In many cases, the lessons drawn can go beyond analogy. Online databases make it easy to connect history to the present day by following the money. When slavery was abolished in the British Empire, enslavers received financial compensation. The “Legacies of British Slave Ownership” project, hosted by University College London, lets readers track these payouts easily, seeing who was compensated and the many commercial firms funded in part by those payouts, including leading railroads and banks.
Similar connections can be seen through Michael Ralph and Bill Rankin’s work (2017) on insurance of enslavers’ human property, which documents and maps their importance to companies like New York Life, Aetna, and AIG. Recent research by Mehrsa Baradaran (2014) and Destin Jenkins (2021) shows how banks and other financial intermediaries have helped maintain structural racism to the present day.
While the US receives the most attention, scholars have also examined how slavery shaped many other countries—for example, Pepjin Brandon and Ulbe Bosma (2019) have analyzed the importance of trading of enslaved people to the 18th century Dutch republic.
These resources offer opportunities for us to think about connections and complicity, then and now. What are the responsibilities of businesses beyond their own present-day operations? How should businesspeople think about the practices of their suppliers and contractors? What about the sources of their funding?
Rethinking Business Education
When history makes it into business classrooms, the focus is often on successes and the investors, managers, and entrepreneurs that students should emulate. But cautionary tales, such as those outlined from the history of slavery here, can be at least as valuable.
The dangers of not thinking critically about conventional business practices should be clear. Inspired by historical cases like this, we should ask ourselves, and encourage our students to interrogate, how the practices promoted in business school classrooms today might be viewed in 10—or 250—years.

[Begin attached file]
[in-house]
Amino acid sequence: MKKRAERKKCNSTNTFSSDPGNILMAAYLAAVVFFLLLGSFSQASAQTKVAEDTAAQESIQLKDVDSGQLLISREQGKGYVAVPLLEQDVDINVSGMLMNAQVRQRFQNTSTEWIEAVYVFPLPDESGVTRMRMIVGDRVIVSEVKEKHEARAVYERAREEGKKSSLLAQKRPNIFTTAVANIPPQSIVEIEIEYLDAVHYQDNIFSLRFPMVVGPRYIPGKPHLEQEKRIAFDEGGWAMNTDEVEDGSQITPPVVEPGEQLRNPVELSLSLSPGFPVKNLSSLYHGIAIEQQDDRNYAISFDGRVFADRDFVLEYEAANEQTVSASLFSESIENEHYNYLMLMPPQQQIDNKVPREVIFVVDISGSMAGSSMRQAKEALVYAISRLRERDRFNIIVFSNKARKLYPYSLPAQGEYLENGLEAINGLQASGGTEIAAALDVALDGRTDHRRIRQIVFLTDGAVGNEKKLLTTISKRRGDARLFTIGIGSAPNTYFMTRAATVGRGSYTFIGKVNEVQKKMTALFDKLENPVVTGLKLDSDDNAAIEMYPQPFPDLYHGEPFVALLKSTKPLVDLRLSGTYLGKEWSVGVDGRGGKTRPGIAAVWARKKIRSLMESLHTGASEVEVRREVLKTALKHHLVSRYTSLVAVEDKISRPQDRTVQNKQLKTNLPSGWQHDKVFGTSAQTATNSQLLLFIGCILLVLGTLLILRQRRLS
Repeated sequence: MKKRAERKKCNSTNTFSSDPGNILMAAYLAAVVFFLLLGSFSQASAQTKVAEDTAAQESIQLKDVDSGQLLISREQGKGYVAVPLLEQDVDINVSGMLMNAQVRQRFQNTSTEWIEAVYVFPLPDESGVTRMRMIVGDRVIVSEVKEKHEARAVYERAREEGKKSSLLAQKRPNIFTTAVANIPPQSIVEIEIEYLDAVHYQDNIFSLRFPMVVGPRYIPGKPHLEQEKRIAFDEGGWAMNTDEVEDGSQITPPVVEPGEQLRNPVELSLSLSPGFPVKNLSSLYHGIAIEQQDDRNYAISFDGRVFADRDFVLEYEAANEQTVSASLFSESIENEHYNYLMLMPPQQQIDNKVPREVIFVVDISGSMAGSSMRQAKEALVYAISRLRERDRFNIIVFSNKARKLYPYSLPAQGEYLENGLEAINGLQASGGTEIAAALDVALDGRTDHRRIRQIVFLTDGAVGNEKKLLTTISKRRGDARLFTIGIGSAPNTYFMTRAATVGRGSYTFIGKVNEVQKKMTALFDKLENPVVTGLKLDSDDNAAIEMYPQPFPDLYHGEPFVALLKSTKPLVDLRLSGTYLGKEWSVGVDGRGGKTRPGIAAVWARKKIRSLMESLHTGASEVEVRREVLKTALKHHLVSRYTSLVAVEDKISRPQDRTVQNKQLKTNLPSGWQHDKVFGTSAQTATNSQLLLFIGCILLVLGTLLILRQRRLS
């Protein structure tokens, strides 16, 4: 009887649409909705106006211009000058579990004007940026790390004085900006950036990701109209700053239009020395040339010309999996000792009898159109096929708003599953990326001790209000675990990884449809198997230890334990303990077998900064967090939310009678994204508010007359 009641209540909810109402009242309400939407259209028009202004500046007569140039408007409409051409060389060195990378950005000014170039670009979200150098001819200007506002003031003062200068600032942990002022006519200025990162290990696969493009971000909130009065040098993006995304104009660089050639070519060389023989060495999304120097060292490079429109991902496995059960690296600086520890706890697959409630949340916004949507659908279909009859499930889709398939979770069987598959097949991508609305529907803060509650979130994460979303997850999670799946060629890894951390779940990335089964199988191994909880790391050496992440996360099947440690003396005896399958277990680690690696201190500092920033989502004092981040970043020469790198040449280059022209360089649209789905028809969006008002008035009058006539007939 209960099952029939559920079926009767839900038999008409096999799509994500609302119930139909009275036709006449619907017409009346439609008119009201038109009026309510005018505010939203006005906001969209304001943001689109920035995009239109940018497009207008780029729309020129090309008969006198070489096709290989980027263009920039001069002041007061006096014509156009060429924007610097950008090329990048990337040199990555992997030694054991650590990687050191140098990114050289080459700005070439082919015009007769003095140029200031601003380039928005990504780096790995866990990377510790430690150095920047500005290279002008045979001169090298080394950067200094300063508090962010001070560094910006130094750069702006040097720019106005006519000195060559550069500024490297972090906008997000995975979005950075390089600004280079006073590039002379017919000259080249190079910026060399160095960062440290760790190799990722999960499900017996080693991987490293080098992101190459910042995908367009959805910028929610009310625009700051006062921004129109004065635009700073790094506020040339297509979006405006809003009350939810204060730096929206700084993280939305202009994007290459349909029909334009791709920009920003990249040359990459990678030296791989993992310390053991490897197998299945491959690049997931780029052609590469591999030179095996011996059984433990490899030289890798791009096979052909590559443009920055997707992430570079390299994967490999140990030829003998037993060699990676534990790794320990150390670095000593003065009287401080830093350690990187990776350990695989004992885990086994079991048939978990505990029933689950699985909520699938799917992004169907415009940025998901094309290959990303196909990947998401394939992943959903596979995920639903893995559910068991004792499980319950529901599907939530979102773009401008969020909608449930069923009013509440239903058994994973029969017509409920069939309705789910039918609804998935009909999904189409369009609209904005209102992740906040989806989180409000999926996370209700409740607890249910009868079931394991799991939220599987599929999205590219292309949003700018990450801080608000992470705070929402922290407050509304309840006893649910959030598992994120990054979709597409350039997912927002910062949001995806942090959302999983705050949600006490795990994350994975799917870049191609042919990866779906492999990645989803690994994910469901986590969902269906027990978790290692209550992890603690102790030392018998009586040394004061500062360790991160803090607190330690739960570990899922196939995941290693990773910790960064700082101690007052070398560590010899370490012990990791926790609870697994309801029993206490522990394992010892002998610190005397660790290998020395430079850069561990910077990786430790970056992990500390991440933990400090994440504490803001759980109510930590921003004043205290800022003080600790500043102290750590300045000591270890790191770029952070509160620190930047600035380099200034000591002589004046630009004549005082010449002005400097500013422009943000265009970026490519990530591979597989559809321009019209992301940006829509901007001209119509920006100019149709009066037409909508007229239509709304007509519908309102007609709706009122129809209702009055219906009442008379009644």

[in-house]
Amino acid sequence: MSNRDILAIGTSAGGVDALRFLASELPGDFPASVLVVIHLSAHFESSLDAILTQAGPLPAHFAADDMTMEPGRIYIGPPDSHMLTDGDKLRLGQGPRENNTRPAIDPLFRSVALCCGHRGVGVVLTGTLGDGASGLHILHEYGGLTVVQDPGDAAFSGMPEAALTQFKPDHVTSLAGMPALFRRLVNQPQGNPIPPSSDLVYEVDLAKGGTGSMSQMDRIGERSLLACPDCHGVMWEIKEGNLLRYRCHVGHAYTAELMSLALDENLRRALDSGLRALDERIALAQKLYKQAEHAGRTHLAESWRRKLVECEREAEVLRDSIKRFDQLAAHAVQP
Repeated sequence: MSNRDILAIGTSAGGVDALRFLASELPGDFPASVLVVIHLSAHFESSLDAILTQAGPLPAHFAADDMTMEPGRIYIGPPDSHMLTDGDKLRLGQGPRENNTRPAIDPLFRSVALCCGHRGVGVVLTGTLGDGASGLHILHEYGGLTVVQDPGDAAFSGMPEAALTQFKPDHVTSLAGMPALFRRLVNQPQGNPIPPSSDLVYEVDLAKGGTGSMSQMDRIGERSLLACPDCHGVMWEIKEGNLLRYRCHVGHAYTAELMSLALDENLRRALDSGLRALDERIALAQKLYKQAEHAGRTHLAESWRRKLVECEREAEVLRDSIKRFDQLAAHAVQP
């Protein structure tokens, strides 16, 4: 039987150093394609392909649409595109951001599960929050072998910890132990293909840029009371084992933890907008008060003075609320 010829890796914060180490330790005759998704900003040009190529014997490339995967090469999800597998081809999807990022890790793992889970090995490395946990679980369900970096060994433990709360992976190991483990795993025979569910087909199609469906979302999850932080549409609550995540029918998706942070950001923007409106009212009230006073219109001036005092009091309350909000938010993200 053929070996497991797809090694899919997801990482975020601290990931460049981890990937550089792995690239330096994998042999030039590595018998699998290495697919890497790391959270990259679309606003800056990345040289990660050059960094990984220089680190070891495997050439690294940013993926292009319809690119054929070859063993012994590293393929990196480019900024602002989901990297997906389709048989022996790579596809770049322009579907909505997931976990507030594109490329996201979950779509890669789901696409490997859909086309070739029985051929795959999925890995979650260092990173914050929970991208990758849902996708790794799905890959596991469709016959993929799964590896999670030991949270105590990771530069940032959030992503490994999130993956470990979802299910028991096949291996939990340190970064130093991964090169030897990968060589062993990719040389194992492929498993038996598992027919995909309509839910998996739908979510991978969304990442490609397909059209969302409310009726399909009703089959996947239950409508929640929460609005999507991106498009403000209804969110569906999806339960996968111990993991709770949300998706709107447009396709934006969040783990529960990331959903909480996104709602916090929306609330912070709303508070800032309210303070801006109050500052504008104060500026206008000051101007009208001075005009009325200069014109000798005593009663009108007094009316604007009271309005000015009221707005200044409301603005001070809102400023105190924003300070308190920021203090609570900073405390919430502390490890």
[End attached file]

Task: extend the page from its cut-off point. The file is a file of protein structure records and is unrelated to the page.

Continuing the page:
Baptist, E. 2010. “Toxic debt, liar loans, and securitized human beings.” Common-Place 10(3).
Baradaran, M. 2017. The Color of Money: Black Banks and the Racial Wealth Gap. Harvard University Press.
Beckert, S. 2017. “The clear connection between slavery and American capitalism.” Interview by Dina Gerdeman. HBS Working Knowledge, May 3.
Berry, D. R. 2017. The Price for Their Pound of Flesh: The Value of the Enslaved from Womb to Grave in the Building of a Nation. Boston: Beacon Press.
Brandon, P., & Bosma, U. 2019. “Slavery was of major importance to the Dutch economy.” (Trans. Asbury, A.) The Low Countries, October 25.
Friendship Plantation Journal, August 1828, Wilberforce House, Hull, City Museums and Art Galleries, UK.
Jenkins, D. 2021. The Bonds of Inequality: Debt and the Making of the American City. Chicago: The University of Chicago Press.
Postlethwayt, M. 1750. The Merchant’s Public Counting-House; or New Mercantile Institution. (London: John and Paul Knapton)
Ralph, M., & Rankin, B. 2017. “The slave insurance market.” Foreign Policy.
Rosenthal, C. 2018. Accounting for slavery: Masters and management. Cambridge, MA: Harvard University Press.
Rosenthal, C. 2021. “Lessons From the ‘Data Exhaust’ of Plantation Slavery.” Harvard Data Science Review.
Rosenthal, C. 2019. “The perils of big data: how crunching numbers can lead to moral blunders.” Washington Post, February 18.